LONDON, Aug. 15 (Xinhua) -- Britain on Tuesday published a position paper in a bid to negotiate a "temporary customs union" arrangement with the European Union (EU) for an interim period after Brexit to avoid chaos in cross-border trade.
Britain is seeking to strike the EU deal to retain the main benefits of the customs union for years after it has left the regional bloc, said the position paper.
The official document, the first in a series of "future partnership papers" to reveal the British government's strategy on the post-Brexit arrangement, was published as part of London's efforts to counter criticism from Brussels about its approach to the Brexit talks.
EU officials said in July that it was hard to make a progress in the Brexit talks because Britain had no position at all on many issues.
Britain hopes to keep the temporary arrangement in place until a final trade agreement with the EU takes effect, according to the paper.
The British proposal, if accepted by Brussels, will allow the transit of goods across borders to continue as now. After Brexit, there will be no need for companies to fill in additional paperwork, ensuring that goods move smoothly across the border with the rest of the EU countries.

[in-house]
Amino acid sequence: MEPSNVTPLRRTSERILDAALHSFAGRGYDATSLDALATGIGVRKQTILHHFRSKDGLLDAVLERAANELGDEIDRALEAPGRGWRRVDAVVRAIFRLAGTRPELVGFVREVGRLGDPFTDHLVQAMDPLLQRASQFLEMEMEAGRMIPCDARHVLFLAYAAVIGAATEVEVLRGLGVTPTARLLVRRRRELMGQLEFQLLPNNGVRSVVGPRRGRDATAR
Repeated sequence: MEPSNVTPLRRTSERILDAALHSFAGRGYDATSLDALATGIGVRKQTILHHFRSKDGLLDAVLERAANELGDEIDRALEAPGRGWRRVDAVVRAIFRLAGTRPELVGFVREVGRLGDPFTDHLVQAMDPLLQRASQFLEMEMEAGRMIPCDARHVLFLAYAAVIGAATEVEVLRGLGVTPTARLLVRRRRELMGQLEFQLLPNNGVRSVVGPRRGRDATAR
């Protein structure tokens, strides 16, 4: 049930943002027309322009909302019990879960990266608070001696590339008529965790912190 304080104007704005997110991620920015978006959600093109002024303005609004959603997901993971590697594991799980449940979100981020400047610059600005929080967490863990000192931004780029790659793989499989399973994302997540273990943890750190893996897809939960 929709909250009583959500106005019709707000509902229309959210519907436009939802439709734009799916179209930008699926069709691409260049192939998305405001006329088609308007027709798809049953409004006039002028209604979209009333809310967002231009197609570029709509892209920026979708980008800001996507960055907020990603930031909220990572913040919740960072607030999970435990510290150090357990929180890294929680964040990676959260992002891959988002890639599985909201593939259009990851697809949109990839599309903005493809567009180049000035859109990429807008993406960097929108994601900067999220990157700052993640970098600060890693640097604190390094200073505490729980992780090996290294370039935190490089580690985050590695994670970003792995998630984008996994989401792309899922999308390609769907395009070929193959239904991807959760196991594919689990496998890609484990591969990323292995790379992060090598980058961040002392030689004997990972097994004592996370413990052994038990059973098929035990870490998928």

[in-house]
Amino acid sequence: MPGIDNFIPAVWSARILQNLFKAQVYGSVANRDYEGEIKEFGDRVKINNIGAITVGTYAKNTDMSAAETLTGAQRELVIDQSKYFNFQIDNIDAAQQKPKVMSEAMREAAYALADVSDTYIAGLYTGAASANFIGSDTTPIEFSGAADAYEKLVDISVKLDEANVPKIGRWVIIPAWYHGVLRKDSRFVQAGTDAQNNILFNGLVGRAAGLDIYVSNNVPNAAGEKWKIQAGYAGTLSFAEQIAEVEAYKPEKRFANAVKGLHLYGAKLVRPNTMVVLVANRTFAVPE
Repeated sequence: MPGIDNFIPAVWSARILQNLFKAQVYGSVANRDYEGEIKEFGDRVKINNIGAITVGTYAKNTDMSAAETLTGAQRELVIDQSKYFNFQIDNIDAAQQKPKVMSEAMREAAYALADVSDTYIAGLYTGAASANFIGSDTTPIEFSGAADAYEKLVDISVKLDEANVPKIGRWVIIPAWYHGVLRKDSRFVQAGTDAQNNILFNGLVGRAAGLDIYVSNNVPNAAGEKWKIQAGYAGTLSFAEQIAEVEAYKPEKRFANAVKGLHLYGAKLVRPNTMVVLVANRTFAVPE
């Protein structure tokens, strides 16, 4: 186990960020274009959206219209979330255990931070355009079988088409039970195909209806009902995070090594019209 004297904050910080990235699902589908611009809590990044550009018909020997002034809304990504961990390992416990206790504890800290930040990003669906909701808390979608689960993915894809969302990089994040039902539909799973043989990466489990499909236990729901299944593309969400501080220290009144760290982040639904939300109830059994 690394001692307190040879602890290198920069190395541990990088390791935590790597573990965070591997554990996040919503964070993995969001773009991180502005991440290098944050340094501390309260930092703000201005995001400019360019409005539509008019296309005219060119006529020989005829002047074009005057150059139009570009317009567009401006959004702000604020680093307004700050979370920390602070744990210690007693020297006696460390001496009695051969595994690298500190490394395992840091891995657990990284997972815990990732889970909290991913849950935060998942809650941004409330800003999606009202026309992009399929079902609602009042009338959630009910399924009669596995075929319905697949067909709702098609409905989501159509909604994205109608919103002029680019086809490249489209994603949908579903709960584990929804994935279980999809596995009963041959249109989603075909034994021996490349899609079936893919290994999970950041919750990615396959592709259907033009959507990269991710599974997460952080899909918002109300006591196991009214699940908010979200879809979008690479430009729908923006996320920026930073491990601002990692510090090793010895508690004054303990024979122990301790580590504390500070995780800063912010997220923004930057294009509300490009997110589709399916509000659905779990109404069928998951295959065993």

In 2016, Britain imports and exports from the EU totalled 553 billion pounds (some 718 billion U.S. dollars).
The position paper was released ahead of the start of next round of negotiations between Britain and the EU on Aug. 28. London is expected to issue the second position paper on Wednesday on the borders between Ireland and northern Ireland, which is part of the United Kingdom.
The proposed model, which means close association with the EU customs union for a time-limited period, would ensure that UK businesses only have to adjust once to a new customs relationship.
This would minimize disruption and offering business a smooth and orderly transition, observers said here.
David Davis, the British Brexit secretary, told reporters here Tuesday that the new custom union is expected to be in place by the first half of 2019.
"The approaches we are setting out today will benefit both the EU and UK, and avoid a cliff-edge for businesses and individuals on both sides," Davis said.
"The way we approach the movement of goods across our border will be a critical building block for our independent trade policy," he said. "An interim period would mean businesses only need to adjust once to the new regime and would allow for a smooth and orderly transition."
Meanwhile, the British chancellor of the exchequer, Philip Hammond, said: "Our proposals are ambitious and set out arrangements that would allow British businesses to continue to trade with their European partners in the future, while expanding their markets beyond the EU."
The Brexit talks reached their second round in Brussels in July, but reported little progress.
The two-year deadline for negotiations was set into operation when British Prime Minister Theresa May triggered Article 50 to leave the EU at the end of March.